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## Main Question or Discussion Point

I'm continuing to read Jim Al-Khalili's book

My question is this: what does it take to say that an electron, for example, has successfully and definitely tunnelled through a barrier? Or is there only the probability function of having done so?

Jim Al-Khalili explained quantum tunnelling in terms of the wavefunction. Does the wave function need to be collapsed by way of observation (a la Copenhagen interpretation) for the electron to definitely exist on the other side of the barrier?

I was thinking that if quantum tunnelling only occurs in terms of probability, then what happens after tunnelling becomes likely? Must we keep making our calculations using probability of quantum tunnelling to determine what the electron does on the other side of the barrier to interact with whatever is there? Is this to be added to and added to successively with each further interaction that takes place?

I would think perhaps not: One of the consequences of quantum tunnelling is decay of a nucleus, such as what happens in a fission bomb. Does the decay actually take place for sure, leading to the chain reaction that then detonates the fission bomb, or is it simply likely to occur? If so, then how does the fission bomb definitely detonate?

I bring this up because I know the fission bomb does really detonate -- for sure. (Of course, sometimes fission bombs are duds, which I think might have to do with the probability of nuclear decay.)

*Quantum: A Guide for the Perplexed*. I'm on page 190; today I just read a few paragraphs and page 176 about quantum tunnelling.My question is this: what does it take to say that an electron, for example, has successfully and definitely tunnelled through a barrier? Or is there only the probability function of having done so?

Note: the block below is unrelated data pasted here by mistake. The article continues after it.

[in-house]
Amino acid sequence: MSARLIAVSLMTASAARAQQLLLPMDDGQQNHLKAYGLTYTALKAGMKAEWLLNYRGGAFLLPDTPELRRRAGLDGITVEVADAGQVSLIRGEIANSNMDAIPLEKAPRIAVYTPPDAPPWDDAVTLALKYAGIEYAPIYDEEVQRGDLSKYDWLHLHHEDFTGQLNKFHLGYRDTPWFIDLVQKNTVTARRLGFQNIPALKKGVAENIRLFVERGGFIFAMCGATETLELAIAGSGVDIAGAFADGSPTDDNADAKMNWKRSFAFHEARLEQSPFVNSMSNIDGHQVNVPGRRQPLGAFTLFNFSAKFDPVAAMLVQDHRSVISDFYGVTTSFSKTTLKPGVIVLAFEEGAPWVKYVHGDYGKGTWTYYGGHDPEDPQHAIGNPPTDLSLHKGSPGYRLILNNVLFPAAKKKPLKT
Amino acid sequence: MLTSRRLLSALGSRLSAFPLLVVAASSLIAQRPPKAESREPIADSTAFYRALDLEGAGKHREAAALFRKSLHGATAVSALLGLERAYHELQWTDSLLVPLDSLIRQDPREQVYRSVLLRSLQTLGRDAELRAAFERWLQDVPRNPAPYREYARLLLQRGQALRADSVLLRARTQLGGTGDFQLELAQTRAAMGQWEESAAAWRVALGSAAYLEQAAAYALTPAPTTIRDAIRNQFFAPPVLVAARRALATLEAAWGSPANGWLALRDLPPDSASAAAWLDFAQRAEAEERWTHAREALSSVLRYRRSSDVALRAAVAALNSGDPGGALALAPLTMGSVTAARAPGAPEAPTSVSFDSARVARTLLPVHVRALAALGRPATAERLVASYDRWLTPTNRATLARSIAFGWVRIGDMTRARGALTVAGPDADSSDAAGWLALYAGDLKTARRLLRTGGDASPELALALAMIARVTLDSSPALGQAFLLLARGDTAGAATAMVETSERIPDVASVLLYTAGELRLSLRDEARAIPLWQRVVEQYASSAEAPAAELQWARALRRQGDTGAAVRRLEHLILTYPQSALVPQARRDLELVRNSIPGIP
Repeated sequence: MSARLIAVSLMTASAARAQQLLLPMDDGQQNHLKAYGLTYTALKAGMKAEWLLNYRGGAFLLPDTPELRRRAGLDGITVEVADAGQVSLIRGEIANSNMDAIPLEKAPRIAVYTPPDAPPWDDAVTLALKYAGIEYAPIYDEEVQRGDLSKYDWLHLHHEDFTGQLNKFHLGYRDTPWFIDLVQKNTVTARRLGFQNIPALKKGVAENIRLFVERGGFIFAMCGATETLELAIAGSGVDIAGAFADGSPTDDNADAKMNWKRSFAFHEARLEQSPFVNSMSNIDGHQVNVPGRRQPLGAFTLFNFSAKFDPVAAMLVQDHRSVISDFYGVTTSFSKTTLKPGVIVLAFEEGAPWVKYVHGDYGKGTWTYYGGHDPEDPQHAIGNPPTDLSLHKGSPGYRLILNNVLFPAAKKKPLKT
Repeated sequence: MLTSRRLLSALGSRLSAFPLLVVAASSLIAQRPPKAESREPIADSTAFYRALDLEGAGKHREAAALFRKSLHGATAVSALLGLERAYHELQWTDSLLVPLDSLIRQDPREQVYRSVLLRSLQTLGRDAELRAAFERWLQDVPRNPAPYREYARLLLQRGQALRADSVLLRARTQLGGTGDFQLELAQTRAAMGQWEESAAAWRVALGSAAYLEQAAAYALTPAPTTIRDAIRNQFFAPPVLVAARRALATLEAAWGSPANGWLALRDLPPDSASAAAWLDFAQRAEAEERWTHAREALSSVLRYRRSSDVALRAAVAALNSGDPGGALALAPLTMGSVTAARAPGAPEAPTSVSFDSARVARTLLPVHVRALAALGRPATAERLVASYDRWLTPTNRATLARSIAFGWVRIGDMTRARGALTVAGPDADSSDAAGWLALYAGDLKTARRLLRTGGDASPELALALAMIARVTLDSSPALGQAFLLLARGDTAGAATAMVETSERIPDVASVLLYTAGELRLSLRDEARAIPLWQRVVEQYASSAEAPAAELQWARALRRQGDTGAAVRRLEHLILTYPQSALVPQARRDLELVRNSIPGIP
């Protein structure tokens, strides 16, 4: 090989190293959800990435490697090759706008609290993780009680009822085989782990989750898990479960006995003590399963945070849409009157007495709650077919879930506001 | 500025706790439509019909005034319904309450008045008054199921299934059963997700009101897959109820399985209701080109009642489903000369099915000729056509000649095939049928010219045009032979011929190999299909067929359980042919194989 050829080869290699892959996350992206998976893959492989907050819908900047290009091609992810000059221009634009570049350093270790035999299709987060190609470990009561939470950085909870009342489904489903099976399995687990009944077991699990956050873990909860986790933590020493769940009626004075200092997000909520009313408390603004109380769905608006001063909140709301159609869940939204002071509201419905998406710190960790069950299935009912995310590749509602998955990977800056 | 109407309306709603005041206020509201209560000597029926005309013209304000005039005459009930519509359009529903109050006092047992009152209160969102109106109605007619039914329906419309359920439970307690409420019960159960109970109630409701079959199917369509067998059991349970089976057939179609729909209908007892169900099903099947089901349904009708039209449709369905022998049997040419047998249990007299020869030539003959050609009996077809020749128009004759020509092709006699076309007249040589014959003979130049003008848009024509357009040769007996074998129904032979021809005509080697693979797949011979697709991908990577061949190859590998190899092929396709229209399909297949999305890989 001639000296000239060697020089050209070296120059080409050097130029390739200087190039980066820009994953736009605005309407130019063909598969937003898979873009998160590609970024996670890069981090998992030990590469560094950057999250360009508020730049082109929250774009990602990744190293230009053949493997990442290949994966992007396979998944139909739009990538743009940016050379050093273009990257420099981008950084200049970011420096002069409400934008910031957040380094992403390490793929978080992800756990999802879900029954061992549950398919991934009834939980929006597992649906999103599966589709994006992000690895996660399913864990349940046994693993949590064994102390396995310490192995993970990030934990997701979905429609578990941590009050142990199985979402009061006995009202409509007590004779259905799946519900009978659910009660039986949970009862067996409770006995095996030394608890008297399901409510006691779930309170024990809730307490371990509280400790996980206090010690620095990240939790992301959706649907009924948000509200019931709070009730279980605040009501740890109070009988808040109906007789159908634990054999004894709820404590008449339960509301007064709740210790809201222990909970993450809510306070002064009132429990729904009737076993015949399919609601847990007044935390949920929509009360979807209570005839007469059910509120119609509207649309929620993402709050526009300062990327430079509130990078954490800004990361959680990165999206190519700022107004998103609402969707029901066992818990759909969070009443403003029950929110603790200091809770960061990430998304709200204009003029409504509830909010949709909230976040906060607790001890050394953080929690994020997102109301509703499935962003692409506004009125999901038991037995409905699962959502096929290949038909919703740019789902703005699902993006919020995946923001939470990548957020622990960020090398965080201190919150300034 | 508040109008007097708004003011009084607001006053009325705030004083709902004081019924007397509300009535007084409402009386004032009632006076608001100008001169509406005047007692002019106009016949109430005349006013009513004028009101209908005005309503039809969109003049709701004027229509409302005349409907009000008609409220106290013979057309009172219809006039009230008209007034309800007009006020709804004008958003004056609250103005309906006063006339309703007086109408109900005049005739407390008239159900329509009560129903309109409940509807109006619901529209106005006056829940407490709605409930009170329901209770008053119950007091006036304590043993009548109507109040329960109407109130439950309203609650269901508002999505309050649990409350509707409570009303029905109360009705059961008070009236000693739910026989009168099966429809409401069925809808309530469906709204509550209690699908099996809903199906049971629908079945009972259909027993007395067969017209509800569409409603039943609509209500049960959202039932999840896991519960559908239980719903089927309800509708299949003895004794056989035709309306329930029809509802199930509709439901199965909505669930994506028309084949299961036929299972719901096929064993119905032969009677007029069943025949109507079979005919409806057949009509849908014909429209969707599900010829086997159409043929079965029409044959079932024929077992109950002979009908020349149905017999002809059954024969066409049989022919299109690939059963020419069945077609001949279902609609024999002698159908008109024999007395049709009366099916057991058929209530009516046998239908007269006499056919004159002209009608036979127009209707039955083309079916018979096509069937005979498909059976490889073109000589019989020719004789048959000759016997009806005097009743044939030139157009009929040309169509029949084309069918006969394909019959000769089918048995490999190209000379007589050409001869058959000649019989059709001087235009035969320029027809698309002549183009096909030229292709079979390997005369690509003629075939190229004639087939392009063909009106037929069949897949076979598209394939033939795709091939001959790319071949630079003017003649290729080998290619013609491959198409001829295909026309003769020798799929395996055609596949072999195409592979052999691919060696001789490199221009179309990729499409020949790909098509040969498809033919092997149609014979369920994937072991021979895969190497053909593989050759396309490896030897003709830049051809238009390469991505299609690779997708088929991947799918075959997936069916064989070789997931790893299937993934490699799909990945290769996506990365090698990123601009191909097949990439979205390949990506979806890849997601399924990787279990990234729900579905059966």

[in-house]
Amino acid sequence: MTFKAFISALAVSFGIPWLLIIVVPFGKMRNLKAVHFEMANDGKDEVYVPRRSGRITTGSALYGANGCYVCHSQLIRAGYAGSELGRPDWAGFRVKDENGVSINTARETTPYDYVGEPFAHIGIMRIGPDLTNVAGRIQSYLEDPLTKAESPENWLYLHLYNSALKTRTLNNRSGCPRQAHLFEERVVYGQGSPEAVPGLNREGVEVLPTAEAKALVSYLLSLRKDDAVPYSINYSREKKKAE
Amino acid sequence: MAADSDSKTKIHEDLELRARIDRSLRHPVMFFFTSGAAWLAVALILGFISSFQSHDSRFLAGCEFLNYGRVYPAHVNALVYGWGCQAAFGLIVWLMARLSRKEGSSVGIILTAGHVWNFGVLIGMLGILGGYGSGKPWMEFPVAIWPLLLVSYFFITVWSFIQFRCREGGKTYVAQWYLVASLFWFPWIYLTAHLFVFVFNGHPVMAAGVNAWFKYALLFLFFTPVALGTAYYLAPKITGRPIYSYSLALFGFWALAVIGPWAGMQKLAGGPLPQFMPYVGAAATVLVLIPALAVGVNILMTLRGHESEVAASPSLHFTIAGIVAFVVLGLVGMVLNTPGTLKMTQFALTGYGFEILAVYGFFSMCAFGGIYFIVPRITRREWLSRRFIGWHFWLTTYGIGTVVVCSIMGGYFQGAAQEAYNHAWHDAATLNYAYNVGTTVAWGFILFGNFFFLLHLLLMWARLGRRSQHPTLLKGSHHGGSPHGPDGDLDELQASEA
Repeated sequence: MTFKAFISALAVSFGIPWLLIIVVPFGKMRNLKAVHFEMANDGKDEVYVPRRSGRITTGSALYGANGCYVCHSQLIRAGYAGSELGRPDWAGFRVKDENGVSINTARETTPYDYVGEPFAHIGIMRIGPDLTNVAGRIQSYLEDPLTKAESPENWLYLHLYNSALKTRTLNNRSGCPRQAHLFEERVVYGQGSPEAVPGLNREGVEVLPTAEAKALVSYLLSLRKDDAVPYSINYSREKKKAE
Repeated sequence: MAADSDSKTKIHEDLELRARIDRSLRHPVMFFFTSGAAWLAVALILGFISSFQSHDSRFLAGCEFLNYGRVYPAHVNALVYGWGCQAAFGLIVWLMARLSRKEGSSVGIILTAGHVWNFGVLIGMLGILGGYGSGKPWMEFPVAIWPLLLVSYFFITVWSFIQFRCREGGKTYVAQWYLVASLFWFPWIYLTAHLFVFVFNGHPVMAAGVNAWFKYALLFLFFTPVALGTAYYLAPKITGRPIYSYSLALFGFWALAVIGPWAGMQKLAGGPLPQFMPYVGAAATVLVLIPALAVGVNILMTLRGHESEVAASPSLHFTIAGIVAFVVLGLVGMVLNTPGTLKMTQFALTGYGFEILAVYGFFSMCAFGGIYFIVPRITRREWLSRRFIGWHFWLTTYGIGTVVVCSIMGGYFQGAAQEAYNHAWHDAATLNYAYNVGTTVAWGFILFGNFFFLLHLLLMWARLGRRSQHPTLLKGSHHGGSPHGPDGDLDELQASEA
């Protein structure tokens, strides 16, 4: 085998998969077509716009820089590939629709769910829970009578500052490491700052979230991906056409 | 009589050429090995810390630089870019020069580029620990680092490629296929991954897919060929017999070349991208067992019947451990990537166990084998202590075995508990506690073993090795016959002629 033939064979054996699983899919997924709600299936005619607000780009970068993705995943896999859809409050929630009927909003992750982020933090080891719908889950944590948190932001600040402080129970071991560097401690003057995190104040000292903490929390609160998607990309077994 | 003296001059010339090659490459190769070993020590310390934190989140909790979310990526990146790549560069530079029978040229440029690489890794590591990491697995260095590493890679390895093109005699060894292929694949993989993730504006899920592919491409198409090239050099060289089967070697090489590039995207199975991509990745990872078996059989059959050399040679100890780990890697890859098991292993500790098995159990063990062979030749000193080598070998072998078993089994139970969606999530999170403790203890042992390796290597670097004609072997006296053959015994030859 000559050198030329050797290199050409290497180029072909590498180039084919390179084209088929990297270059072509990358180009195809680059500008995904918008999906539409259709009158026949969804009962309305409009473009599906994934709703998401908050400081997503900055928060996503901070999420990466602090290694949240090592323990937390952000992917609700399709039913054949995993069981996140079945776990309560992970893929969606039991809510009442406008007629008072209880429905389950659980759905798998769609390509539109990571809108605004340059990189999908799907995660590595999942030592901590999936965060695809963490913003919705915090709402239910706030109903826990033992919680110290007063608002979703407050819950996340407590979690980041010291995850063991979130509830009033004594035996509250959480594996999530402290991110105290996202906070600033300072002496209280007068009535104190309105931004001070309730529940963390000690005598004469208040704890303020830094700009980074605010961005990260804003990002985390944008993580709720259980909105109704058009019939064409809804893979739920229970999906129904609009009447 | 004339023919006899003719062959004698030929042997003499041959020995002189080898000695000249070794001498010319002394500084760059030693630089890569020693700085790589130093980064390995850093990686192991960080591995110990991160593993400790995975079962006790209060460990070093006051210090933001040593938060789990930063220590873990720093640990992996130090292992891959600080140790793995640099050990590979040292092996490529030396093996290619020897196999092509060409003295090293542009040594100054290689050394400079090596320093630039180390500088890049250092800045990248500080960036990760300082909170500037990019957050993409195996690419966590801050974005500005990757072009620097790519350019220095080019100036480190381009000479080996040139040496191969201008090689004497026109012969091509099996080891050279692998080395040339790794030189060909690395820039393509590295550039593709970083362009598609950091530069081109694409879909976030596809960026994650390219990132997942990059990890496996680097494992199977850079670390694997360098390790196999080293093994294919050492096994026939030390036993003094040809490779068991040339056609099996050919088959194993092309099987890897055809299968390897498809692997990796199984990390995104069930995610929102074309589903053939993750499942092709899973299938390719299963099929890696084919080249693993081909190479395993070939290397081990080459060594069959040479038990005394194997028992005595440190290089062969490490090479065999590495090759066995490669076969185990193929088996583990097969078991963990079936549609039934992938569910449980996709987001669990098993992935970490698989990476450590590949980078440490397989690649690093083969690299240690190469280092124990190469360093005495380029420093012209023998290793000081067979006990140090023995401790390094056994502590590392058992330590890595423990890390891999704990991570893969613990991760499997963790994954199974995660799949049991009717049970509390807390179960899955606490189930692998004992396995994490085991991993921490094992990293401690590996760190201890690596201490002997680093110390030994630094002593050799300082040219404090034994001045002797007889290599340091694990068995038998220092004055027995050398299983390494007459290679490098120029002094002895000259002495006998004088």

Jim Al-Khalili explained quantum tunnelling in terms of the wavefunction. Does the wave function need to be collapsed by way of observation (a la Copenhagen interpretation) for the electron to definitely exist on the other side of the barrier?

I was thinking that if quantum tunnelling only occurs in terms of probability, then what happens after tunnelling becomes likely? Must we keep making our calculations using probability of quantum tunnelling to determine what the electron does on the other side of the barrier to interact with whatever is there? Is this to be added to and added to successively with each further interaction that takes place?

I would think perhaps not: One of the consequences of quantum tunnelling is decay of a nucleus, such as what happens in a fission bomb. Does the decay actually take place for sure, leading to the chain reaction that then detonates the fission bomb, or is it simply likely to occur? If so, then how does the fission bomb definitely detonate?

I bring this up because I know the fission bomb does really detonate -- for sure. (Of course, sometimes fission bombs are duds, which I think might have to do with the probability of nuclear decay.)